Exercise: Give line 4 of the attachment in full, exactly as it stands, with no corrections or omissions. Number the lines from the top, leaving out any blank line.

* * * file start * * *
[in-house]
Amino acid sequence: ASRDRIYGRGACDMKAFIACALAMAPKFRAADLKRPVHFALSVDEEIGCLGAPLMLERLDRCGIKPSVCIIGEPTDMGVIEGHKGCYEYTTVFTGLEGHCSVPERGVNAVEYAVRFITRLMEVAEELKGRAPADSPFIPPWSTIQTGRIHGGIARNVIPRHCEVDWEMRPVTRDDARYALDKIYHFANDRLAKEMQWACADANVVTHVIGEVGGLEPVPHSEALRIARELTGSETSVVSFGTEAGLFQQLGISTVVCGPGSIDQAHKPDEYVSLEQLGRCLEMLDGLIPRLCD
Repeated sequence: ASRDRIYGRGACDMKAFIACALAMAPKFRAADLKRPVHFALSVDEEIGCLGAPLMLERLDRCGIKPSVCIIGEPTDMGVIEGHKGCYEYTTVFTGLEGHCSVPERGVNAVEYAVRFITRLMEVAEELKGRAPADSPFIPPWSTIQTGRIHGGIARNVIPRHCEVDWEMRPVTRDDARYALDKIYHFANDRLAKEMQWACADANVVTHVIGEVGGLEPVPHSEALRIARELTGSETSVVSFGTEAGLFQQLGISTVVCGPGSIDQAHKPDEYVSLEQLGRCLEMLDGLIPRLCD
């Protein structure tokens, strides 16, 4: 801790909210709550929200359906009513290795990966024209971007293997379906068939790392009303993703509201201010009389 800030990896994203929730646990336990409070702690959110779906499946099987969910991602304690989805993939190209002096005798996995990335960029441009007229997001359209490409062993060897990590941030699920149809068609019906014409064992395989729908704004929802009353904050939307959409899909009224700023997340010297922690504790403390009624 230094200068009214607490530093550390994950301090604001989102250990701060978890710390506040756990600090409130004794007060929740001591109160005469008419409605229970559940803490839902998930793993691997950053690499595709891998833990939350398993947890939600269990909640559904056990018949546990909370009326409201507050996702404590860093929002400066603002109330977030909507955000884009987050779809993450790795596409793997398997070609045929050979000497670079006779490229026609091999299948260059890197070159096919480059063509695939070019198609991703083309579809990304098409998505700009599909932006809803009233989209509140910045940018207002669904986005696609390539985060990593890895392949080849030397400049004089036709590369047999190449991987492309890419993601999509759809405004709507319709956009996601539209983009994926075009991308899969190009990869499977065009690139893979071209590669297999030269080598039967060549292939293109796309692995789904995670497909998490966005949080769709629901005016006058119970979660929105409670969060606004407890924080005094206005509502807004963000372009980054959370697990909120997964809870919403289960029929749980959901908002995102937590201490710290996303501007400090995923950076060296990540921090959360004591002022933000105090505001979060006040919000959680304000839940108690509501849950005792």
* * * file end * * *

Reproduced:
């Protein structure tokens, strides 16, 4: 801790909210709550929200359906009513290795990966024209971007293997379906068939790392009303993703509201201010009389 800030990896994203929730646990336990409070702690959110779906499946099987969910991602304690989805993939190209002096005798996995990335960029441009007229997001359209490409062993060897990590941030699920149809068609019906014409064992395989729908704004929802009353904050939307959409899909009224700023997340010297922690504790403390009624 230094200068009214607490530093550390994950301090604001989102250990701060978890710390506040756990600090409130004794007060929740001591109160005469008419409605229970559940803490839902998930793993691997950053690499595709891998833990939350398993947890939600269990909640559904056990018949546990909370009326409201507050996702404590860093929002400066603002109330977030909507955000884009987050779809993450790795596409793997398997070609045929050979000497670079006779490229026609091999299948260059890197070159096919480059063509695939070019198609991703083309579809990304098409998505700009599909932006809803009233989209509140910045940018207002669904986005696609390539985060990593890895392949080849030397400049004089036709590369047999190449991987492309890419993601999509759809405004709507319709956009996601539209983009994926075009991308899969190009990869499977065009690139893979071209590669297999030269080598039967060549292939293109796309692995789904995670497909998490966005949080769709629901005016006058119970979660929105409670969060606004407890924080005094206005509502807004963000372009980054959370697990909120997964809870919403289960029929749980959901908002995102937590201490710290996303501007400090995923950076060296990540921090959360004591002022933000105090505001979060006040919000959680304000839940108690509501849950005792």